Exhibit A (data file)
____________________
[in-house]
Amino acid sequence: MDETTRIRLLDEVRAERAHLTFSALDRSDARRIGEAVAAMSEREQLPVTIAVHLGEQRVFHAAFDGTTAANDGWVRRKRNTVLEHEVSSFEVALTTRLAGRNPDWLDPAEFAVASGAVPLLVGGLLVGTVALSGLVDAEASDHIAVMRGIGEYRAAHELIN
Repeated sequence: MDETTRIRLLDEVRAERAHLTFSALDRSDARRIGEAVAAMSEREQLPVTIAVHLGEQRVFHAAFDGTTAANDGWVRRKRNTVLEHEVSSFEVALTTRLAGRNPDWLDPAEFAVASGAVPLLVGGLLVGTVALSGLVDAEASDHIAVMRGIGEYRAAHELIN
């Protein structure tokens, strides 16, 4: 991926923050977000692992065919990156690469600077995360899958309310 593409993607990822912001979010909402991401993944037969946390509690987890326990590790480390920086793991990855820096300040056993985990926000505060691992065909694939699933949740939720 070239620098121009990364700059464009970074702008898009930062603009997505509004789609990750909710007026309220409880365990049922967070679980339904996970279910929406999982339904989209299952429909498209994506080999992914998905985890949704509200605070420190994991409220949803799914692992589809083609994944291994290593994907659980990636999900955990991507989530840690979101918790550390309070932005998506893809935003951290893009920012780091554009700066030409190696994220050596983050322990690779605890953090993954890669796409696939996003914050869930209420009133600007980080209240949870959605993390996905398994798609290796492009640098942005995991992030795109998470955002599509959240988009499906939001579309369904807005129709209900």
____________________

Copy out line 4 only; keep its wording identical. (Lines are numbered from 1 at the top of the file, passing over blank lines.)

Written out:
């Protein structure tokens, strides 16, 4: 991926923050977000692992065919990156690469600077995360899958309310 593409993607990822912001979010909402991401993944037969946390509690987890326990590790480390920086793991990855820096300040056993985990926000505060691992065909694939699933949740939720 070239620098121009990364700059464009970074702008898009930062603009997505509004789609990750909710007026309220409880365990049922967070679980339904996970279910929406999982339904989209299952429909498209994506080999992914998905985890949704509200605070420190994991409220949803799914692992589809083609994944291994290593994907659980990636999900955990991507989530840690979101918790550390309070932005998506893809935003951290893009920012780091554009700066030409190696994220050596983050322990690779605890953090993954890669796409696939996003914050869930209420009133600007980080209240949870959605993390996905398994798609290796492009640098942005995991992030795109998470955002599509959240988009499906939001579309369904807005129709209900």